The owner of Australia’s largest independent pharmaceutical company says changes to PBAC fees mean small companies need to budget almost $2 million to make a submission for a medicine to be listed on the PBS, with no guarantee of success.
In a submission on new fees being introduced as part of PBS process improvements, Specialised Therapeutics Australia CEO Carlo Montagner said the proposed fee hikes due to take effect on 1 July presented “a major barrier” to PBS access for small, independent pharma companies like STA.
“These fee increases will mean the cost of submitting a major submission is now well in excess of $300,000 – irrespective of whether the application is successful,” Montagner said.
“STA has estimated that the combination of fee increases, new fees for various processes and internal costs of submission preparation will mean that the real cost per submission is approaching $750,000.
“Considering that it typically takes several submissions to achieve a PBS listing, companies need to budget almost $2 million for a
single submission, with no predictability that the submission will be successful or commercially feasible if onerous listing conditions are mandated by the PBAC.”
Montagner argues large, multinational companies are more able to bear the upfront cost of larger fees while for smaller companies, they “potentially mean the financial risk is simply too great, especially when the outcome of a PBAC submission is highly unpredictable”.
The STA submission proposes companies like STA with annual revenues of less than $50 million be granted an exemption from paying new fees ‘upfront’ for at least the first two PBAC applications, instead paying back the cost in instalments after a successful PBS listing and earnings of more than $3 million a year.
Montagner says STA’s experience was that demonstrating statistically significantly improved survival data and furnishing positive funding recommendations from key overseas agencies did not guarantee success at PBAC.
In the past year, STA has twice submitted unsuccessfully for breast cancer drug Nerlynx and also twice for myeloma therapy Aplidin at a combined fee cost of almost $1 million. The outcome of its second Aplidin submission will be released next week.
He said the proposed fee hikes, such as the $238,230 fee for the facilitated resolution pathway and the $72,000 cost of an associated facilitated workshop, “appear exorbitant”and “seem disproportionate to the work input required by the Department of Health”.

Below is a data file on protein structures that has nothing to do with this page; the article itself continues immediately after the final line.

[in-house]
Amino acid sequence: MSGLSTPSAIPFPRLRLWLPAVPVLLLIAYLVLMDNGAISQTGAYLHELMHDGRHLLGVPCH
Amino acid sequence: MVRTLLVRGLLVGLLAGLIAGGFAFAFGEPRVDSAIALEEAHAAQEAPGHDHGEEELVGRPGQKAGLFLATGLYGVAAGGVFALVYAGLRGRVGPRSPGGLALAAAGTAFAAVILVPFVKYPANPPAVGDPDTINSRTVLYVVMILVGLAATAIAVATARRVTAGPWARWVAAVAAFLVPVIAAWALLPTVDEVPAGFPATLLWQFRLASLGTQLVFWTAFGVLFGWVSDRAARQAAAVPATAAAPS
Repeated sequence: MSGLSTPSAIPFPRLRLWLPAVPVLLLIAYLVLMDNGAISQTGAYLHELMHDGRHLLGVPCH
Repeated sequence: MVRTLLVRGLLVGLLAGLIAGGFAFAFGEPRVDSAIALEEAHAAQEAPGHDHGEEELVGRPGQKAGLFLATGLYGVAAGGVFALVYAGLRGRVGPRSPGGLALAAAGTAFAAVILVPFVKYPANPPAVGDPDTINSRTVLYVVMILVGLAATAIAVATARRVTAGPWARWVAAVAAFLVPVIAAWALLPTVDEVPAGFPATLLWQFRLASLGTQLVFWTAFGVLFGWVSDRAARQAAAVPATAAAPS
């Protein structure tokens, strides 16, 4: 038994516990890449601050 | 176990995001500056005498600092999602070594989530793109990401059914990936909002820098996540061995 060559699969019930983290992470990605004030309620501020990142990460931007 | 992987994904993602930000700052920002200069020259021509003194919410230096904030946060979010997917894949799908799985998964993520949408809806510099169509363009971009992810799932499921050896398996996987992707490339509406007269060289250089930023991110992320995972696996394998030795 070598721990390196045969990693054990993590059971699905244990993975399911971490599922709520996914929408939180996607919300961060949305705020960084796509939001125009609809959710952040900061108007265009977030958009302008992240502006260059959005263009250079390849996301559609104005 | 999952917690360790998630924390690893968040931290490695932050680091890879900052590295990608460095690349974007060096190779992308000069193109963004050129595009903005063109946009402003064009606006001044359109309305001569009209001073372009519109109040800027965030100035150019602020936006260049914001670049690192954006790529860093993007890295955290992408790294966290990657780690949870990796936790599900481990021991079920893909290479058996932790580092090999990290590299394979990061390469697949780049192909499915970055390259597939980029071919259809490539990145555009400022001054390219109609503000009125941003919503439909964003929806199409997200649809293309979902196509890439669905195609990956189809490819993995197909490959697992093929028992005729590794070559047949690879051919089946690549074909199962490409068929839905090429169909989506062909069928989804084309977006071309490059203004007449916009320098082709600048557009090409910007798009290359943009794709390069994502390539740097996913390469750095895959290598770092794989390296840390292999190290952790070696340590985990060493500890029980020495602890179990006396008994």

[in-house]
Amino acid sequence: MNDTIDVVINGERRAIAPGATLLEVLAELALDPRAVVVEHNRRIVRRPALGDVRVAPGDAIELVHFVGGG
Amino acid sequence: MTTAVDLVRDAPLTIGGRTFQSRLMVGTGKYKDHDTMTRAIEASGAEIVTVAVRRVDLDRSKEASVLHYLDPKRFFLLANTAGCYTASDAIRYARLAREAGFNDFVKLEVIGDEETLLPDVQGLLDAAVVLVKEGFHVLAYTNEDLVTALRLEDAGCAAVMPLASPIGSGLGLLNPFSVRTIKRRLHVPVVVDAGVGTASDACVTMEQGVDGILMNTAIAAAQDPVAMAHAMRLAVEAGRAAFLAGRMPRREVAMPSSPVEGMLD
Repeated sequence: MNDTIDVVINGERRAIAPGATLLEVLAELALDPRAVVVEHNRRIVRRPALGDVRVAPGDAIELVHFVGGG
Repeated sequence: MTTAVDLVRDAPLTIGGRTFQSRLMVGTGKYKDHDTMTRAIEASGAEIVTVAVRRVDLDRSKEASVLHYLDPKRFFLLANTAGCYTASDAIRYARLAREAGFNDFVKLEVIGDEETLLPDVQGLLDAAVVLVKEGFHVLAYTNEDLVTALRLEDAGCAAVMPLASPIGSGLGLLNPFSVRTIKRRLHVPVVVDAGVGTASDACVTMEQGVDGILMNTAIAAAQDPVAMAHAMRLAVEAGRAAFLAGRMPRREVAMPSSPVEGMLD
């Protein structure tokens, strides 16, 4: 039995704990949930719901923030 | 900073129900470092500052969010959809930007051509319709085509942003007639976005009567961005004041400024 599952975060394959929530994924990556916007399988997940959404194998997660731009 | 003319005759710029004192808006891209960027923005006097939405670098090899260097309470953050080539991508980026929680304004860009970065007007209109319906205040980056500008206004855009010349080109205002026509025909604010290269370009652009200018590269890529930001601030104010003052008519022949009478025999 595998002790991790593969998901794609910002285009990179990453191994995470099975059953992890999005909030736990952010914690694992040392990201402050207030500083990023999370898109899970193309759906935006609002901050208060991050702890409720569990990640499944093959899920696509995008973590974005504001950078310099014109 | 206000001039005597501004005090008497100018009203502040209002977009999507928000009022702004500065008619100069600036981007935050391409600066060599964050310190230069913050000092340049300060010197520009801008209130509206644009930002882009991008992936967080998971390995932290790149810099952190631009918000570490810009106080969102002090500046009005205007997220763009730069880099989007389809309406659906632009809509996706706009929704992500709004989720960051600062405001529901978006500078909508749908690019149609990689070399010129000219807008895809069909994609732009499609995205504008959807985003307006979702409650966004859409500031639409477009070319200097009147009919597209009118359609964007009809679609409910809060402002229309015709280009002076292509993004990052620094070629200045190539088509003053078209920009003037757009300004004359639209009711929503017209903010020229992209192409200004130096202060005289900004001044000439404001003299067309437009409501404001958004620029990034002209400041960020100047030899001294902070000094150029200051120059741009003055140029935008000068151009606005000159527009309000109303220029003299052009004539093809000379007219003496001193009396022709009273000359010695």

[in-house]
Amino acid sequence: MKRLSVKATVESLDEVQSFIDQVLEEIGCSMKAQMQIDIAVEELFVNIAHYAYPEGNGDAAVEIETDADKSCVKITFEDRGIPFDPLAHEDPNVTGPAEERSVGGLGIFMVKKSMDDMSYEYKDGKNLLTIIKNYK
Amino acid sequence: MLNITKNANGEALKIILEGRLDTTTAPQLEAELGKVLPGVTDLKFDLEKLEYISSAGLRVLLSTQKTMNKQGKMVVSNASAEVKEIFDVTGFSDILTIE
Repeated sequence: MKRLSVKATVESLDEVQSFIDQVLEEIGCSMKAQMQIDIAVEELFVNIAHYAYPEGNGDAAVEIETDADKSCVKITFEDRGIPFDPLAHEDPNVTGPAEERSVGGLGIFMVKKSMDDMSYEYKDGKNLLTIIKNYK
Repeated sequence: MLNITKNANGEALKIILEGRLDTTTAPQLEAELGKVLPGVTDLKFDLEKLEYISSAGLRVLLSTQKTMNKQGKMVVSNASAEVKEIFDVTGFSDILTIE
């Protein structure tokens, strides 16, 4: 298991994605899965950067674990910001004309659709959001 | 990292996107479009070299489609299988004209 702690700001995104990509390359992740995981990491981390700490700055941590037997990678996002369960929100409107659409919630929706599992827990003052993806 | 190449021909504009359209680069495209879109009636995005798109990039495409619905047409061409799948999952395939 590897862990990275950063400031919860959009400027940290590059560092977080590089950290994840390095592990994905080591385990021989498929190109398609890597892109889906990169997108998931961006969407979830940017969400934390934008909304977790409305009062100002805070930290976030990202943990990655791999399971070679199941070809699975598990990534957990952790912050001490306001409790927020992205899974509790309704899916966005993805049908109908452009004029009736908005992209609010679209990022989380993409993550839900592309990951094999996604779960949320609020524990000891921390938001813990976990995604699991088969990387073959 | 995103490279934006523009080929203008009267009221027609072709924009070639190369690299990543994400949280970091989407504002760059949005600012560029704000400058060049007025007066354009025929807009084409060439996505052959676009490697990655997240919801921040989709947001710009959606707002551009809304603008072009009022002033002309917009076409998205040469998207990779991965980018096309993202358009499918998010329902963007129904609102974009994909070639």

STA supported a call by Medicines Australia for an independent audit of the proposed charges, with Montagner saying “more clarity is required”.
Montagner says while “there will always be risk when it comes to bringing new medicines to market”, “the reality is that with the new fees and increases to existing fees, pharmaceutical companies will be spending in excess of $3 million for every drug they try to list”.
“It’s a vast amount of money when there is no definitive predictor of listing success that a company can rely on to determine the degree of investment risk.”
Orphan drugs hardest hit
Montagner says orphan drug submissions will be particularly adversely impacted by the proposed fee hikes as their potential PBS revenue is insufficient to justify the multi-million dollar outlay required to submit them to the PBAC.
“I would like to propose that the first two PBAC submissions for orphan designated drugs are fee exempt, with a further minor submission included (if this is required following an unsuccessful second major submission),” he says.
Montagner says when the full impact of the July 2020 PBAC fee increases is realised in two to three years, small Australian-owned companies like STA “will not be able to take on the financial burden and associated risk to bring these new medicines to Australia”.
“Ultimately, this means that patients will miss out, because the international drug development companies STA partners with to make these therapies available do not have an established presence in this region.
“Of most concern is that Australia will end up like New Zealand, where many companies no longer submit products for regulatory approval due to the low probability of achieving reimbursement.”